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The Impact of Money on People’s Happiness and Life Satisfaction

money can lead to a better and more comfortable life/Photo By Masson via Shutterstock

 

“Money can’t buy happiness” is a common saying among people. Ironically, most of the general public still pursue wealth and see it as a means to their proverbial happiness. Although being poor does not necessarily mean that one is living a sad life, there is definitely a role that money plays in an individual’s life and their overall satisfaction.

This currency, which a person may possess or lack, can be perceived in certain ways. This can also depend on the individual’s socioeconomic status. One perception of money is that it is the root of all evil. There is the impression that the more a person has or desires money, the greedier and more selfish they are. Another perception of money is that it can lead to a better and more comfortable life. There is also the impression that the more money a person has, the more improved their life experiences will be.

Compared to those of the middle class and below, the wealthy elite has experienced more comfort and luxury. Wearing costly designer outfits, eating at the finest restaurants and having the most expensive cars are often part of what they consider their normal lifestyle. However, does this mean that they are more satisfied in life than those who are simply living within their means?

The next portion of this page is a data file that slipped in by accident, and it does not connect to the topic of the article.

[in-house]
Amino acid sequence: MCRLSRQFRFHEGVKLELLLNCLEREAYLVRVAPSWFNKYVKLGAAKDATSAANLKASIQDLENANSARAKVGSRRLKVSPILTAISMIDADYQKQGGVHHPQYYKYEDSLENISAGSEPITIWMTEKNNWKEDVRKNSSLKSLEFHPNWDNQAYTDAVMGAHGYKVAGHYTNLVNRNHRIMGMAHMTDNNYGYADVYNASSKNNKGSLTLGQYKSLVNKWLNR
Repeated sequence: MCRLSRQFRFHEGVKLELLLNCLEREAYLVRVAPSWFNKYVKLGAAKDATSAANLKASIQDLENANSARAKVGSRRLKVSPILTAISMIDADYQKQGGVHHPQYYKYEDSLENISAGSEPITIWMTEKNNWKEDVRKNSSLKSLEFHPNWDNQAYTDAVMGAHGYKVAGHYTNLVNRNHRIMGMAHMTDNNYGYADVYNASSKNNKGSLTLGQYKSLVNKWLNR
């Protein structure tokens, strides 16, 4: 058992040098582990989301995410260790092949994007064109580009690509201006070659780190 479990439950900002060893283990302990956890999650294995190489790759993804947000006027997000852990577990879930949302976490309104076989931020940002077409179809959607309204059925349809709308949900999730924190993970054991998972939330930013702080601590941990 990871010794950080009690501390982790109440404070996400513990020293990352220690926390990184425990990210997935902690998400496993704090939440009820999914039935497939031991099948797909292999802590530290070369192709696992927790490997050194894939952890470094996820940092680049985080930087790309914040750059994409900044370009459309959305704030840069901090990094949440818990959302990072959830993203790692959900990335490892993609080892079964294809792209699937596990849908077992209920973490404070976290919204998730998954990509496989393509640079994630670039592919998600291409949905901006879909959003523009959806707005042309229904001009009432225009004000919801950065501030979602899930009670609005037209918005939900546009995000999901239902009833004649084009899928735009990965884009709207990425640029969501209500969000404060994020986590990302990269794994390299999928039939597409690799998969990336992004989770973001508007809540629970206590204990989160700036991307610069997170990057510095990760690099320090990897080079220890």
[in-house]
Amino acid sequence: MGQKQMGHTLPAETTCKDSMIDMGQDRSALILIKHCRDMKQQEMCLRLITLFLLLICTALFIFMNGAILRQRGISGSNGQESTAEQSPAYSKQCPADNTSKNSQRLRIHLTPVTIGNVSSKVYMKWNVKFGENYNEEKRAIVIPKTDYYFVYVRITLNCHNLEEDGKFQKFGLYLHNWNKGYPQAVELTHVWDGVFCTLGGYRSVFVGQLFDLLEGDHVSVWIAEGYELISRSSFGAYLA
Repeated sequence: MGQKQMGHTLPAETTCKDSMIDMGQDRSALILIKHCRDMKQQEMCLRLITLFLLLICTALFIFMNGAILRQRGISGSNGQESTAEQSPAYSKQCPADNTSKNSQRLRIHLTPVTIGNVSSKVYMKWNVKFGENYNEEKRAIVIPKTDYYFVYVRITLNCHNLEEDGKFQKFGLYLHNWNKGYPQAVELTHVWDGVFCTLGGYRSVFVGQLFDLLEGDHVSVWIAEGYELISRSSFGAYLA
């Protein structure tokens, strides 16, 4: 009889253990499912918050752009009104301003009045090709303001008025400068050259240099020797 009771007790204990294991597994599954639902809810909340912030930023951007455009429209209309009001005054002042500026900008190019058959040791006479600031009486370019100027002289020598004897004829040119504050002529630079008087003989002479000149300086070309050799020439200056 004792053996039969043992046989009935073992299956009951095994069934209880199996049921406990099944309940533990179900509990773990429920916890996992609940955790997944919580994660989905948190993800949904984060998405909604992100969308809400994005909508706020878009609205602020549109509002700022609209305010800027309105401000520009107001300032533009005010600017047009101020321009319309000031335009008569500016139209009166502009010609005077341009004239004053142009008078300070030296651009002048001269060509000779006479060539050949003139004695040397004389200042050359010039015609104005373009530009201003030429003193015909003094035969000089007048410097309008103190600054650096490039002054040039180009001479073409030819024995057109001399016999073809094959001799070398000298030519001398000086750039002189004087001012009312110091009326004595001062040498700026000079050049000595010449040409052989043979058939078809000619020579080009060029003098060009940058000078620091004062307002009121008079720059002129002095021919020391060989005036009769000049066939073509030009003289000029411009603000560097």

According to CNBC, only one percent of the world’s population is part of that elite. The rest, as stated by Gapminder, belong to those who live in between. It is estimated that approximately one billion people survive on less than a dollar a day.

 

Definition of Money

Dictionary.com defines money as “any circulating medium of exchange, including coins, paper money, and demand deposits.” They also define it as “gold, silver or other metal pieces of convenient form stamped by public authority and issued as a medium of exchange and a measure of value.

Money is noted to be a means for a person to exchange what he has with what he desires, Economics and Liberty elaborates.

Three Crucial Characteristics of Money

It is said that money has three crucial characteristics. These traits are:

 

1. Being a form of trade.

In earlier days, before the advent of money, people used the barter system to be able to obtain the goods that they wanted. For example, a shepherd who wanted to have corn had to look for someone who possessed corn and wanted a sheep.

Then, indirect barter gradually developed. To illustrate, continuing from the previous example, the shepherd may have found a farmer who produces corn. Unfortunately, he did not want to have a sheep. He tells the shepherd that he wants a blanket. In the process, the shepherd exchanges the sheep to blanket vendor who gives the blanket. Upon receiving the blanket, he can finally exchange it for some corn.

2. Being an economic good.